Sunday, December 3, 2006

The Zombie Zeitgeist

Is it just me, or have others out there noticed that Zombies just seem to be everywhere in media today? There seems to be a great resurgence of the genre, and it's just popping up everywhere. Dawn and Day of the Dead get remade, Romero brings out a 4th of his own with Land of the Dead, 28 Days Later, Resident Evil 1 and 2, House of the Dead 1 and 2, Dead Rising and Stubbs the Zombie for XBox, Shaun of the Dead, The Walking Dead and a whole slew of other comics doing great business, All Flesh Must Be Eaten and the Zombies!!! boardgame with its numerous supplements, and of course, Max Brooks' Zombie Survival Guide and World War Z. That's just the stuff I'm aware of, I'm sure there's more that I haven't found yet. I mean, I know the genre's always been around, but it seems that in the past few years, it's exploded. I suppose the Zombie is the creature of the decade, like the Vampire was the creature that was everywhere in the 90s.

I wonder if it has anything to do with the political climate, at least here in the US. In the 90s, we had a relatively moderate political climate, with Clinton in the White House. The creature that seemed to capture the imagination was the vampire, which, in most of the popular fiction they're associated with, are kind of the Republicans of the "monster" world. They're usually rich, sophisticated, elitist in their attitudes, and they seem to take great pleasure in manipulating people for their own ends, even beyond their need to drink blood. Vampires are the true assholes of the monster world.
Werewolves are generally people who get inconvenienced every time a new moon comes around, but aside from that, they're pretty decent people. Their curse is something that they rarely, if ever, in the popular mythos have any control over, and when they can, it seems like if they can get their wild on, they'd be perfectly happy to hunt down some wild animal when they're changed, and then be done with it. I don't know of any popular werewolf "mythos" material that has them fucking with people to the extent that vampires seem to do. Sure, every now and then you get the "tortured, romantic" depiction of the vampire, but even with those bloodsuckers, their behavior is fairly sociopathic. I think those very sociopathic tendencies are what make people attracted to the idea of the romantic vampire. After all, Ted Bundy got lots of marriage proposals after they caught him.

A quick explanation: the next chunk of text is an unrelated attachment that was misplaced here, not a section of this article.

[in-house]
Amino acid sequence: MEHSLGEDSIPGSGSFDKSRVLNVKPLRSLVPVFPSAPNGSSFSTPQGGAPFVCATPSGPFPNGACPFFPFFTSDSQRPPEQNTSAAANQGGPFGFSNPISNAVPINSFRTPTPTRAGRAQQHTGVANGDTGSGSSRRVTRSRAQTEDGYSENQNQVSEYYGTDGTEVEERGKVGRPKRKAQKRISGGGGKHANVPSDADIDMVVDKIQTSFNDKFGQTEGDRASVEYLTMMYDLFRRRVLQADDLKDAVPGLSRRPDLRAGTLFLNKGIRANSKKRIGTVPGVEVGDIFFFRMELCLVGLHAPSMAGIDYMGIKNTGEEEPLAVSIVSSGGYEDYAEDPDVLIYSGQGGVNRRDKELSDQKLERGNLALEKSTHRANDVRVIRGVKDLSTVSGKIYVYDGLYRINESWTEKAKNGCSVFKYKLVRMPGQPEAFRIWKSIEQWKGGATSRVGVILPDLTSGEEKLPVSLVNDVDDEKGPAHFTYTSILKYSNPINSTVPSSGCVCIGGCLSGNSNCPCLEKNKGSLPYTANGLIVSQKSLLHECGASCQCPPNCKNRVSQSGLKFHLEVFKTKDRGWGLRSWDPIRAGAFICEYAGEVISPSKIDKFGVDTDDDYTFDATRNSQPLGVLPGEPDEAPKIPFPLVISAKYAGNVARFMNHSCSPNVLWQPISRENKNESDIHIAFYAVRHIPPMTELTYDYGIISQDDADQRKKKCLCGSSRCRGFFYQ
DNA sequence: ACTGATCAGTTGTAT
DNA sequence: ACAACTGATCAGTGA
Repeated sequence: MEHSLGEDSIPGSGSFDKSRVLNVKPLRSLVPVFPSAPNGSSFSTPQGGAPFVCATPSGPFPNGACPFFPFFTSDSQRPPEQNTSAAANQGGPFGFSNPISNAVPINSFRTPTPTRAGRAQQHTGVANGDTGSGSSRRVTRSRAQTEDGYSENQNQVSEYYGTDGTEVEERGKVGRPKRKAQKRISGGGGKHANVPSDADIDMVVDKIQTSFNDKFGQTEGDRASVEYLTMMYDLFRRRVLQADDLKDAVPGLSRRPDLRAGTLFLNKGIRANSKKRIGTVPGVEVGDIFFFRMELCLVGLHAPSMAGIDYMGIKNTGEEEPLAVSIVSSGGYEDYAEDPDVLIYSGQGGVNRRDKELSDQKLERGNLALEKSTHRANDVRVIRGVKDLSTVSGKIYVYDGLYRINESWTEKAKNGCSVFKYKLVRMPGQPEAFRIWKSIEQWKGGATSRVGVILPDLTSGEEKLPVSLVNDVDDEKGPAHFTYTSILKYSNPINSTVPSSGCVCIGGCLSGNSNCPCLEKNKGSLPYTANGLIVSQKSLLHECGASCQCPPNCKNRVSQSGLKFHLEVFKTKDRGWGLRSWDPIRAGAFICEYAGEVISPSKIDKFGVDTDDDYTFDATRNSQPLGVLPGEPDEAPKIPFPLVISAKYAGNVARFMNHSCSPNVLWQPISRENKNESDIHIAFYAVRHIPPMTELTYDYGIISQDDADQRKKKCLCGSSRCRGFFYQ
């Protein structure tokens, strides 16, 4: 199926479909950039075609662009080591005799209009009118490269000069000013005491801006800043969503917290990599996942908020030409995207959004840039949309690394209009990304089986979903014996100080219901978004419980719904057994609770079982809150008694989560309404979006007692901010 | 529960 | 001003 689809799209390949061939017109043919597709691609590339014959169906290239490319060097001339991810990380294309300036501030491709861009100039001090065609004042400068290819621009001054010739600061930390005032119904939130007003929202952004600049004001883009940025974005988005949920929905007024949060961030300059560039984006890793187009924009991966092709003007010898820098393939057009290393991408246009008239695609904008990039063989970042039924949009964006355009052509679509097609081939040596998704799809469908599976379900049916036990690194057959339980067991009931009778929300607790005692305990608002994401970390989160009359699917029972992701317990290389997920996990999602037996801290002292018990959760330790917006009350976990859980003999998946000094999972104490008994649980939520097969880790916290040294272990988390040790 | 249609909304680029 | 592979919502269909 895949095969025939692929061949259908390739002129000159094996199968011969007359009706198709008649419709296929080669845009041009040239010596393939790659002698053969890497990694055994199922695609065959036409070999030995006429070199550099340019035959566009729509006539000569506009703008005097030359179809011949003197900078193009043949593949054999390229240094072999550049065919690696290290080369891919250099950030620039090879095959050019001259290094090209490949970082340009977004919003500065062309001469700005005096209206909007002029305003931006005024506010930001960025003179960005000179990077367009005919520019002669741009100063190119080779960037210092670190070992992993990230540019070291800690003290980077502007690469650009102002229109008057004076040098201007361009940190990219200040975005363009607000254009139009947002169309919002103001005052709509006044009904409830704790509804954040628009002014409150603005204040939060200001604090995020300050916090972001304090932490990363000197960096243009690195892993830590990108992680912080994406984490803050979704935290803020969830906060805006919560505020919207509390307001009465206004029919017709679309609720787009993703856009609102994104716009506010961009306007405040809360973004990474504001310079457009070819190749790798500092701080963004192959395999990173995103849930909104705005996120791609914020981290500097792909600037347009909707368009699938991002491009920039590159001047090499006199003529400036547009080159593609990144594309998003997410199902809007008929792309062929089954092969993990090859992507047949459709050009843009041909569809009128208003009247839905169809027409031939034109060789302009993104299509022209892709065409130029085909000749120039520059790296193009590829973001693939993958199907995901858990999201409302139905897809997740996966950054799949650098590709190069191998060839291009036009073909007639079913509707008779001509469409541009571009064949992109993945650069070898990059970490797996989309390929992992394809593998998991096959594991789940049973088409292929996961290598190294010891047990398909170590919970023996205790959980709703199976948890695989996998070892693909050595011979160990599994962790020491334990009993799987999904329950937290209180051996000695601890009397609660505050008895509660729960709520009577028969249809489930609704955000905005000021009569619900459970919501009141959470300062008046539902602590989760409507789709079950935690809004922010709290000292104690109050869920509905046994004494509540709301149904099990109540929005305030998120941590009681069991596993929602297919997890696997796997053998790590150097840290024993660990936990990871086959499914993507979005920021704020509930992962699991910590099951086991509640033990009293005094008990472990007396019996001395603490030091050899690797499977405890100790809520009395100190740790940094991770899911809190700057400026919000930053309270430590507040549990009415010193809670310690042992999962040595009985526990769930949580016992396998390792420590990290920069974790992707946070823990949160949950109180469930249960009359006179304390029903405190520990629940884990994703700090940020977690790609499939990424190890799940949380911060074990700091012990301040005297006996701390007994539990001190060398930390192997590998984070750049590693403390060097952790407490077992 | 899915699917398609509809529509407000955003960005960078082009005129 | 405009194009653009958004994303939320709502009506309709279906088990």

In any case, getting back to my point, after a decade or so of vampiric fascination, the Republicans, the most sociopathic (in my opinion) of political parties took control of the country and quickly proceeded to use and abuse it to their (non-beating) heart's content, sucking it dry for the benefit of their fellow vampires, namely corporate oligarchies and other "elite" assholes.

Interestingly enough, the media glorifying vampires started to dry up. What vampire media that still flourishes usually involves either vampires getting their asses handed to them (the Blade Trilogy), or stuff that casts Vampires in a very unfavorably light (The Underworld movies). What has replaced the vampire largely is the zombie genre. George A. Romero once said, "I also have always liked the monster within idea. I like the zombies being us. Zombies are the blue-collar monsters." I think this is a key notion in this new zombie zeitgeist.